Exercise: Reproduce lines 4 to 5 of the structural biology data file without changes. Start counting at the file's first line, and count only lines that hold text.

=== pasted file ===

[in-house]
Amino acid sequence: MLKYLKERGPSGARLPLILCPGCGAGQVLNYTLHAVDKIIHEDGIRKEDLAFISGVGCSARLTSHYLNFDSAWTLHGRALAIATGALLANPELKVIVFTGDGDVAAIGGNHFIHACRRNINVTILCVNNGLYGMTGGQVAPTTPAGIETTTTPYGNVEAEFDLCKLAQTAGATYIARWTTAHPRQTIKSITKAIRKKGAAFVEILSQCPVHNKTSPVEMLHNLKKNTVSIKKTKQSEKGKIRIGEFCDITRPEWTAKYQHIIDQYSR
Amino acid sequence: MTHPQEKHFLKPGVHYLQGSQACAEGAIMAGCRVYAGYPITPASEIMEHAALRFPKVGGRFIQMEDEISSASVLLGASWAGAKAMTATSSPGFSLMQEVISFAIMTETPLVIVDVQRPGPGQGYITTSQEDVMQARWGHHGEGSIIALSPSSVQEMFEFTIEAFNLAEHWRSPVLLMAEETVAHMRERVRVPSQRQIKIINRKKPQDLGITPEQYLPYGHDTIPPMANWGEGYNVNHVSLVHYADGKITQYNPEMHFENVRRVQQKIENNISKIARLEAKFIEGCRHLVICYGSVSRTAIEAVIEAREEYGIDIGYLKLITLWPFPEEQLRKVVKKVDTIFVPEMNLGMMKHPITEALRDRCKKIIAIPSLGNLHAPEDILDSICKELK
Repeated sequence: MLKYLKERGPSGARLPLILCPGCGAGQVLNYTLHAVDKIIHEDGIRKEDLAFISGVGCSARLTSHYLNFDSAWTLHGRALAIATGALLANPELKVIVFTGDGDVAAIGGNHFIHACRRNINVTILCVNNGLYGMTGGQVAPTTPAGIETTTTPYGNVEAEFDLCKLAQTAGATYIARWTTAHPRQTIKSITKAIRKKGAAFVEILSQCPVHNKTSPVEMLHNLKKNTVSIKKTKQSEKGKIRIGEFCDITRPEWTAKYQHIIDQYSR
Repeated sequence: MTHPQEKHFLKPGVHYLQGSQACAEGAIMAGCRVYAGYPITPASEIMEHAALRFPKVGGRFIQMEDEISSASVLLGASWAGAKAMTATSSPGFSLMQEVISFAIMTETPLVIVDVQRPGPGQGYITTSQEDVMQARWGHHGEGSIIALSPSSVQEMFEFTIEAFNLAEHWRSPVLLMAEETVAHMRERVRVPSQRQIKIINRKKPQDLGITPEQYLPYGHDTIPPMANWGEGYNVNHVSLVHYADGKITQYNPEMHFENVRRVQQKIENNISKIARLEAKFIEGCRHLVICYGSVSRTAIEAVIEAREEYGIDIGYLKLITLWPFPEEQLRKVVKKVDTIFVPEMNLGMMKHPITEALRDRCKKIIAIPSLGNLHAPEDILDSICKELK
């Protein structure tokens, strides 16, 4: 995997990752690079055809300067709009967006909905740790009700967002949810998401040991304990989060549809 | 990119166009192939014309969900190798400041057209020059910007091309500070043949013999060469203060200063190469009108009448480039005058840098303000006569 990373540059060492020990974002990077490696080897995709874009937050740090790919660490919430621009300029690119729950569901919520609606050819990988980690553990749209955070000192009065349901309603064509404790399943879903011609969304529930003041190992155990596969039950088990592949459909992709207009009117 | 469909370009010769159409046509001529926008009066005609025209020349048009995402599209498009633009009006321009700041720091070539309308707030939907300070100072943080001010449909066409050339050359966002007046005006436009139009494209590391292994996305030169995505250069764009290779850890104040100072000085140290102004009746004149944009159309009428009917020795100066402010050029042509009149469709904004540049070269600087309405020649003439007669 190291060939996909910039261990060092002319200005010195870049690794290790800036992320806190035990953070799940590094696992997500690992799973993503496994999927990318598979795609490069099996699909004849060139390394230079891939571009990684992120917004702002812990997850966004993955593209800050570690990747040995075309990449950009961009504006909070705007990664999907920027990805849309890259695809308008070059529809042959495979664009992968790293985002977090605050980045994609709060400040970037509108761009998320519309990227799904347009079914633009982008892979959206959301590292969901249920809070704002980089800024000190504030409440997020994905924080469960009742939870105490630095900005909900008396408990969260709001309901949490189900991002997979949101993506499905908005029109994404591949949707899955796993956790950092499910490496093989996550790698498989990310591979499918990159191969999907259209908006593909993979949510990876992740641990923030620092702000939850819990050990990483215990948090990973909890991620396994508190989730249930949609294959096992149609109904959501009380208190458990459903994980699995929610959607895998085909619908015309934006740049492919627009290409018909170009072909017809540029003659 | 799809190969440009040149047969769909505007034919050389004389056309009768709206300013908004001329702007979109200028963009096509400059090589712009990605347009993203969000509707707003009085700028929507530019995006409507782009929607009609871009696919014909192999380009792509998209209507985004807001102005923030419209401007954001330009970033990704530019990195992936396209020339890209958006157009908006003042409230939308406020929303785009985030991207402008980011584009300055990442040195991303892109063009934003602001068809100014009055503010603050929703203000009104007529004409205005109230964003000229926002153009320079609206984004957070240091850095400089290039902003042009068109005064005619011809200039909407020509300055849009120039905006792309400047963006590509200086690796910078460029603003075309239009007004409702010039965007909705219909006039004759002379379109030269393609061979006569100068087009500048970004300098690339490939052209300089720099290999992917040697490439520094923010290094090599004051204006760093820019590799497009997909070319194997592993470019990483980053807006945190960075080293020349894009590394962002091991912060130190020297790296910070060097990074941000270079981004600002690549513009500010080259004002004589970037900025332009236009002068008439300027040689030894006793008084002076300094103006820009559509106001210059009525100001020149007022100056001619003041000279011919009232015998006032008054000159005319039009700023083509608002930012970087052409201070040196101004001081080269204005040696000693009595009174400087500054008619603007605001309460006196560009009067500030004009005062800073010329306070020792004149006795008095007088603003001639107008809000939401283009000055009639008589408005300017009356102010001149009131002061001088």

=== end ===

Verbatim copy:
Repeated sequence: MLKYLKERGPSGARLPLILCPGCGAGQVLNYTLHAVDKIIHEDGIRKEDLAFISGVGCSARLTSHYLNFDSAWTLHGRALAIATGALLANPELKVIVFTGDGDVAAIGGNHFIHACRRNINVTILCVNNGLYGMTGGQVAPTTPAGIETTTTPYGNVEAEFDLCKLAQTAGATYIARWTTAHPRQTIKSITKAIRKKGAAFVEILSQCPVHNKTSPVEMLHNLKKNTVSIKKTKQSEKGKIRIGEFCDITRPEWTAKYQHIIDQYSR
Repeated sequence: MTHPQEKHFLKPGVHYLQGSQACAEGAIMAGCRVYAGYPITPASEIMEHAALRFPKVGGRFIQMEDEISSASVLLGASWAGAKAMTATSSPGFSLMQEVISFAIMTETPLVIVDVQRPGPGQGYITTSQEDVMQARWGHHGEGSIIALSPSSVQEMFEFTIEAFNLAEHWRSPVLLMAEETVAHMRERVRVPSQRQIKIINRKKPQDLGITPEQYLPYGHDTIPPMANWGEGYNVNHVSLVHYADGKITQYNPEMHFENVRRVQQKIENNISKIARLEAKFIEGCRHLVICYGSVSRTAIEAVIEAREEYGIDIGYLKLITLWPFPEEQLRKVVKKVDTIFVPEMNLGMMKHPITEALRDRCKKIIAIPSLGNLHAPEDILDSICKELK